Fragmented Red Blood Cells

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The page below is a sample from the LabCE course Red Blood Cell (RBC) Morphology. Access the complete course and earn ASCLS P.A.C.E.-approved continuing education credits by subscribing online.

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Fragmented Red Blood Cells

Red cell fragments are formed when fibrin strands come in contact with circulating red cells. The strands cut a small piece from the original cell. Several descriptive names have been used for fragmented red cells, depending on the resulting shape of the fragment. These include prekeratocyte (blister cell), keratocyte (horn cell or helmet cell), and schistocyte (more of a catch-all term).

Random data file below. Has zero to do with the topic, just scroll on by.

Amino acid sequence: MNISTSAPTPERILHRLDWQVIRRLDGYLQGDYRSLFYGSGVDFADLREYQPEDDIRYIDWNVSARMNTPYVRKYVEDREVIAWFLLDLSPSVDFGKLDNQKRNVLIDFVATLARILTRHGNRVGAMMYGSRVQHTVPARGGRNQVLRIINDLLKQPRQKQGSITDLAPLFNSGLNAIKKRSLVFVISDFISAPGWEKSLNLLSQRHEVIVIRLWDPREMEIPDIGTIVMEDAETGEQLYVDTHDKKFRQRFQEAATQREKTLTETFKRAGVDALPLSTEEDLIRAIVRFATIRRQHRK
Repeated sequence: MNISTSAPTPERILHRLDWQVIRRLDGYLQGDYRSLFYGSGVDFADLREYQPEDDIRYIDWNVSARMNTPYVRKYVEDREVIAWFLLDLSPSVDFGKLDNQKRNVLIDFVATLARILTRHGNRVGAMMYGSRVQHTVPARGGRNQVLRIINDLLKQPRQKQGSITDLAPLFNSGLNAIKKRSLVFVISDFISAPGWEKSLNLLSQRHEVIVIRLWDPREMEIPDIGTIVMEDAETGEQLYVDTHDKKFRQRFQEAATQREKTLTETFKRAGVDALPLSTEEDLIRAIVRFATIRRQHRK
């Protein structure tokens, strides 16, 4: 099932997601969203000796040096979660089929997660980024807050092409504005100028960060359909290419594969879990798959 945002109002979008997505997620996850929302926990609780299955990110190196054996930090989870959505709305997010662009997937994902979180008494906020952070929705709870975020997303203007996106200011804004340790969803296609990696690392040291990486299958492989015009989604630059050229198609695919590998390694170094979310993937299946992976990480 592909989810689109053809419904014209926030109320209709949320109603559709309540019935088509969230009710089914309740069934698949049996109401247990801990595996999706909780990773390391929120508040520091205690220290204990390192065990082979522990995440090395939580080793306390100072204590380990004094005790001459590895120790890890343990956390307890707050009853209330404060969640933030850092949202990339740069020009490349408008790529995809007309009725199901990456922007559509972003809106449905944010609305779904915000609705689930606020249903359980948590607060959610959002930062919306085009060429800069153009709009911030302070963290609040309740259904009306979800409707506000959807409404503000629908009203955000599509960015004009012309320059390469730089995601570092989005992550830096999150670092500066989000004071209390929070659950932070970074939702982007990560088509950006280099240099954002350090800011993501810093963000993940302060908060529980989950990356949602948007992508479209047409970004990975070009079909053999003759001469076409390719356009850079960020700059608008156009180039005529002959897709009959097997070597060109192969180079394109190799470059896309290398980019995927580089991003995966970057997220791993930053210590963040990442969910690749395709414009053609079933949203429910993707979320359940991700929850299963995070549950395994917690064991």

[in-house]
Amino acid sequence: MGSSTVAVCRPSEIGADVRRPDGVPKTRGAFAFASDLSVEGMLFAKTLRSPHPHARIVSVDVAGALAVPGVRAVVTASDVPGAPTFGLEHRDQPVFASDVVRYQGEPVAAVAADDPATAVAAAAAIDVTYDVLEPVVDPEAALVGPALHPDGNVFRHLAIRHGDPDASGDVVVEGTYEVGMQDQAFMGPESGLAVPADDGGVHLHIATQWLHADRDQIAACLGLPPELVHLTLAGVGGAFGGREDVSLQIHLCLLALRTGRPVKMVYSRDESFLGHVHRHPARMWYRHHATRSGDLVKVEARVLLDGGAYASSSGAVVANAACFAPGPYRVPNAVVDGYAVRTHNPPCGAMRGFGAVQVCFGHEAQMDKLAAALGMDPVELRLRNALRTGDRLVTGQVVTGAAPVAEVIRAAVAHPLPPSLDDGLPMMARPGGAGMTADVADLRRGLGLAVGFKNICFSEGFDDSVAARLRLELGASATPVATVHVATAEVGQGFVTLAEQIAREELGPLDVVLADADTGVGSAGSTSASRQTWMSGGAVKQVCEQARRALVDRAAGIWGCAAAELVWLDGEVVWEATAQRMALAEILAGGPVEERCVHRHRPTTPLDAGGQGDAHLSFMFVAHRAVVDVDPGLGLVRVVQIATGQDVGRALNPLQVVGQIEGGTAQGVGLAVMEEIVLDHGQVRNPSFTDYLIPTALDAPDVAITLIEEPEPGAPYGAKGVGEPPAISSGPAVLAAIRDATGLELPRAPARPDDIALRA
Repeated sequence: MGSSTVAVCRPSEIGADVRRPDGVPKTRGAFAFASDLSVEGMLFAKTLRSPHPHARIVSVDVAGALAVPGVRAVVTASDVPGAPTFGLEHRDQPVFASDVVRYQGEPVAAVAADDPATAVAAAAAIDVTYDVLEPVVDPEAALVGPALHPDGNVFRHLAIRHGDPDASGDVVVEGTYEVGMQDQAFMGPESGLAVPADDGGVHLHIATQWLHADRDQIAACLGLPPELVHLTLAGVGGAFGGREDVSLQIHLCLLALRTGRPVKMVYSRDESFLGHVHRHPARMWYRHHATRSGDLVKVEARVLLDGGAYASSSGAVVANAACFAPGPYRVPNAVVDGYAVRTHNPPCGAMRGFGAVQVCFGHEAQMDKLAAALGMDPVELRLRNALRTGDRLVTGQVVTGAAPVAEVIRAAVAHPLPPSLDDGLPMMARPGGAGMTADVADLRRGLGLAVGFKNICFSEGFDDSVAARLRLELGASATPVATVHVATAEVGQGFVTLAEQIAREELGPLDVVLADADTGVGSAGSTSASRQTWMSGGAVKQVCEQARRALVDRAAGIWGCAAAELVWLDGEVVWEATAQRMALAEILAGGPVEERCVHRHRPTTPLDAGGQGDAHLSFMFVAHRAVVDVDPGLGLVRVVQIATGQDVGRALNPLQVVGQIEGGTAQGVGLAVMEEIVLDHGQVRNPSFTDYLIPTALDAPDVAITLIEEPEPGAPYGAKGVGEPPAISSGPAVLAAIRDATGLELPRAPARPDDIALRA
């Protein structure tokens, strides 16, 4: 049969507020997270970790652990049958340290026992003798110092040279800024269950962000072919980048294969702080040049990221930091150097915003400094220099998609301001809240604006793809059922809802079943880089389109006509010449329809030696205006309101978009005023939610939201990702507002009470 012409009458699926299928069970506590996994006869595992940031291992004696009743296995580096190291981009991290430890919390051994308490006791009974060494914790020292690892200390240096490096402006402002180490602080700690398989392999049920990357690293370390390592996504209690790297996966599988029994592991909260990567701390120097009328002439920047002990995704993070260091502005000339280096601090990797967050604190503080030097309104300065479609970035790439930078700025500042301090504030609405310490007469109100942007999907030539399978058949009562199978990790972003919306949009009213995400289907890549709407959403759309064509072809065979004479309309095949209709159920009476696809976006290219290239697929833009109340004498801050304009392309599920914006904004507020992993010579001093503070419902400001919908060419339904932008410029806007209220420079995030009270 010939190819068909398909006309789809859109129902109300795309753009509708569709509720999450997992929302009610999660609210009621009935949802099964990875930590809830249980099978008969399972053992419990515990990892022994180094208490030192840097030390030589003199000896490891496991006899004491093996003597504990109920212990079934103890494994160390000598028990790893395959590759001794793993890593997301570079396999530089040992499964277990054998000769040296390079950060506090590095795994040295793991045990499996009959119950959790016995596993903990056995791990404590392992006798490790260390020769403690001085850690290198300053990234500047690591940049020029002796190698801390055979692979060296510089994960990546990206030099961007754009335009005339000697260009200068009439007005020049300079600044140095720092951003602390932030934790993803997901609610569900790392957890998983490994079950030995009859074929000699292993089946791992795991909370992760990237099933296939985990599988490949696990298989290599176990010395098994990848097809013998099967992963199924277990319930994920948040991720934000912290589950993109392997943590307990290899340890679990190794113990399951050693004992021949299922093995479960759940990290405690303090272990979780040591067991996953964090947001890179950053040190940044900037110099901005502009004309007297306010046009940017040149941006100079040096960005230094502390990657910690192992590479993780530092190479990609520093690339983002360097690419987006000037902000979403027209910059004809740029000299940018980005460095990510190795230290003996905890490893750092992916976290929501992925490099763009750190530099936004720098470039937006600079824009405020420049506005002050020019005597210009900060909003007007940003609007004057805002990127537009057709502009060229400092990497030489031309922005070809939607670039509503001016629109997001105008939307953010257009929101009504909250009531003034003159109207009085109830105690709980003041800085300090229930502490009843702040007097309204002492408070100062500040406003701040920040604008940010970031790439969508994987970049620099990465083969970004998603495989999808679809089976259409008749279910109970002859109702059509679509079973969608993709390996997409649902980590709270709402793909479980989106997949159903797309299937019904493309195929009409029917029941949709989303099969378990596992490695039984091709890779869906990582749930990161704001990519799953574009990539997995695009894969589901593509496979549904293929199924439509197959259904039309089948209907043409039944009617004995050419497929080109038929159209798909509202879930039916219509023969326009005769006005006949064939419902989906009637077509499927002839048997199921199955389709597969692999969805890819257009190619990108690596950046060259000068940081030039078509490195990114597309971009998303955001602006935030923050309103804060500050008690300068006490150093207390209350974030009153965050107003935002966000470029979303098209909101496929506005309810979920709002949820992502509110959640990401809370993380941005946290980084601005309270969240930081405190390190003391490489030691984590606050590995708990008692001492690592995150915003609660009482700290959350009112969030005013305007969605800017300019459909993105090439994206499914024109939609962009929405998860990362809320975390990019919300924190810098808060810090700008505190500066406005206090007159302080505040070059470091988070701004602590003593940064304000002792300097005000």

Schistocytes can be seen in disseminated intravascular coagulation (DIC), microangiopathic hemolytic anemia, glomerulonephritis, and hemolytic anemia resulting from mechanical trauma to the red blood cells (such as severe burns).